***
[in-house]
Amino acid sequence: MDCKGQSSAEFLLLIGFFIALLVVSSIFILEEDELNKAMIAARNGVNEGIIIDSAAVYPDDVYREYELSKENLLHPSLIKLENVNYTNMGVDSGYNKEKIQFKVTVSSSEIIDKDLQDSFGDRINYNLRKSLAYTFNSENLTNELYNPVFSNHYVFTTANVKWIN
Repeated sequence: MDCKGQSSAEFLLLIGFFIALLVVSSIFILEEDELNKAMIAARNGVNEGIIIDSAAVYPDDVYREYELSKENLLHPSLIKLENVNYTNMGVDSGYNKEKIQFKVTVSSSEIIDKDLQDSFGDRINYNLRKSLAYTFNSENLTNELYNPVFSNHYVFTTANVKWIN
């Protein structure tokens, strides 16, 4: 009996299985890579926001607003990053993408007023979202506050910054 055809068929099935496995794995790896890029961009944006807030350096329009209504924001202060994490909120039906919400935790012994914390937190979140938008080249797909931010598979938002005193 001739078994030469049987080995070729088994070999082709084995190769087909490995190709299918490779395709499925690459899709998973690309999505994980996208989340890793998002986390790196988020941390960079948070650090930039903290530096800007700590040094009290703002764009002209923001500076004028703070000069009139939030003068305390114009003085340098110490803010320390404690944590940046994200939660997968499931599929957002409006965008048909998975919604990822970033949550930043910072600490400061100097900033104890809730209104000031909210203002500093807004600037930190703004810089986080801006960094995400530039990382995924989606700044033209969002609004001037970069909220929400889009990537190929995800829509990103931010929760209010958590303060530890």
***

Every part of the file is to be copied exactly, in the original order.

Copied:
[in-house]
Amino acid sequence: MDCKGQSSAEFLLLIGFFIALLVVSSIFILEEDELNKAMIAARNGVNEGIIIDSAAVYPDDVYREYELSKENLLHPSLIKLENVNYTNMGVDSGYNKEKIQFKVTVSSSEIIDKDLQDSFGDRINYNLRKSLAYTFNSENLTNELYNPVFSNHYVFTTANVKWIN
Repeated sequence: MDCKGQSSAEFLLLIGFFIALLVVSSIFILEEDELNKAMIAARNGVNEGIIIDSAAVYPDDVYREYELSKENLLHPSLIKLENVNYTNMGVDSGYNKEKIQFKVTVSSSEIIDKDLQDSFGDRINYNLRKSLAYTFNSENLTNELYNPVFSNHYVFTTANVKWIN
């Protein structure tokens, strides 16, 4: 009996299985890579926001607003990053993408007023979202506050910054 055809068929099935496995794995790896890029961009944006807030350096329009209504924001202060994490909120039906919400935790012994914390937190979140938008080249797909931010598979938002005193 001739078994030469049987080995070729088994070999082709084995190769087909490995190709299918490779395709499925690459899709998973690309999505994980996208989340890793998002986390790196988020941390960079948070650090930039903290530096800007700590040094009290703002764009002209923001500076004028703070000069009139939030003068305390114009003085340098110490803010320390404690944590940046994200939660997968499931599929957002409006965008048909998975919604990822970033949550930043910072600490400061100097900033104890809730209104000031909210203002500093807004600037930190703004810089986080801006960094995400530039990382995924989606700044033209969002609004001037970069909220929400889009990537190929995800829509990103931010929760209010958590303060530890």